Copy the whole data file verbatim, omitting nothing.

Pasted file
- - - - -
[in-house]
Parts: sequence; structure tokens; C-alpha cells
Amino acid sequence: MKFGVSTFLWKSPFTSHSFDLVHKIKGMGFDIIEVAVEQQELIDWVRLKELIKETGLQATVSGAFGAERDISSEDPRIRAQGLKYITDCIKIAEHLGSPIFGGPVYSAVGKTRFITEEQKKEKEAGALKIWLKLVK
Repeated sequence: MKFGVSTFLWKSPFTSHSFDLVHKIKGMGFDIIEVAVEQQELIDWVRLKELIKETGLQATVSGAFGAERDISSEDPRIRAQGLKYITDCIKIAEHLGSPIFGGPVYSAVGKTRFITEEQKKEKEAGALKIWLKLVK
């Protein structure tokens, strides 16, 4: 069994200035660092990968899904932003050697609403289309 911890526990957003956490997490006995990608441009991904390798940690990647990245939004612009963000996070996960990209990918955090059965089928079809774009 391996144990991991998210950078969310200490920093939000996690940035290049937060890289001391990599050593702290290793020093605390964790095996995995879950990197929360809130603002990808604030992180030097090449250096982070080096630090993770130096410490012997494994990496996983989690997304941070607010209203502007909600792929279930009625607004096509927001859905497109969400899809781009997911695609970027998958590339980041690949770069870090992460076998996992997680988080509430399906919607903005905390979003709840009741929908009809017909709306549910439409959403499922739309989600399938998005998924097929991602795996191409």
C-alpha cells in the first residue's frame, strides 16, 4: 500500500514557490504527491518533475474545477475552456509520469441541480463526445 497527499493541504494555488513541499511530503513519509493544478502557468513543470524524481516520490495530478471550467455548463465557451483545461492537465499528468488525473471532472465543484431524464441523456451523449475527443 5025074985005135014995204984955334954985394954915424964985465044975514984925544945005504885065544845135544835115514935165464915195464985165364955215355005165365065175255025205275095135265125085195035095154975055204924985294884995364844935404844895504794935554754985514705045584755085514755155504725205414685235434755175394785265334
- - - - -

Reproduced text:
[in-house]
Parts: sequence; structure tokens; C-alpha cells
Amino acid sequence: MKFGVSTFLWKSPFTSHSFDLVHKIKGMGFDIIEVAVEQQELIDWVRLKELIKETGLQATVSGAFGAERDISSEDPRIRAQGLKYITDCIKIAEHLGSPIFGGPVYSAVGKTRFITEEQKKEKEAGALKIWLKLVK
Repeated sequence: MKFGVSTFLWKSPFTSHSFDLVHKIKGMGFDIIEVAVEQQELIDWVRLKELIKETGLQATVSGAFGAERDISSEDPRIRAQGLKYITDCIKIAEHLGSPIFGGPVYSAVGKTRFITEEQKKEKEAGALKIWLKLVK
């Protein structure tokens, strides 16, 4: 069994200035660092990968899904932003050697609403289309 911890526990957003956490997490006995990608441009991904390798940690990647990245939004612009963000996070996960990209990918955090059965089928079809774009 391996144990991991998210950078969310200490920093939000996690940035290049937060890289001391990599050593702290290793020093605390964790095996995995879950990197929360809130603002990808604030992180030097090449250096982070080096630090993770130096410490012997494994990496996983989690997304941070607010209203502007909600792929279930009625607004096509927001859905497109969400899809781009997911695609970027998958590339980041690949770069870090992460076998996992997680988080509430399906919607903005905390979003709840009741929908009809017909709306549910439409959403499922739309989600399938998005998924097929991602795996191409």
C-alpha cells in the first residue's frame, strides 16, 4: 500500500514557490504527491518533475474545477475552456509520469441541480463526445 497527499493541504494555488513541499511530503513519509493544478502557468513543470524524481516520490495530478471550467455548463465557451483545461492537465499528468488525473471532472465543484431524464441523456451523449475527443 5025074985005135014995204984955334954985394954915424964985465044975514984925544945005504885065544845135544835115514935165464915195464985165364955215355005165365065175255025205275095135265125085195035095154975055204924985294884995364844935404844895504794935554754985514705045584755085514755155504725205414685235434755175394785265334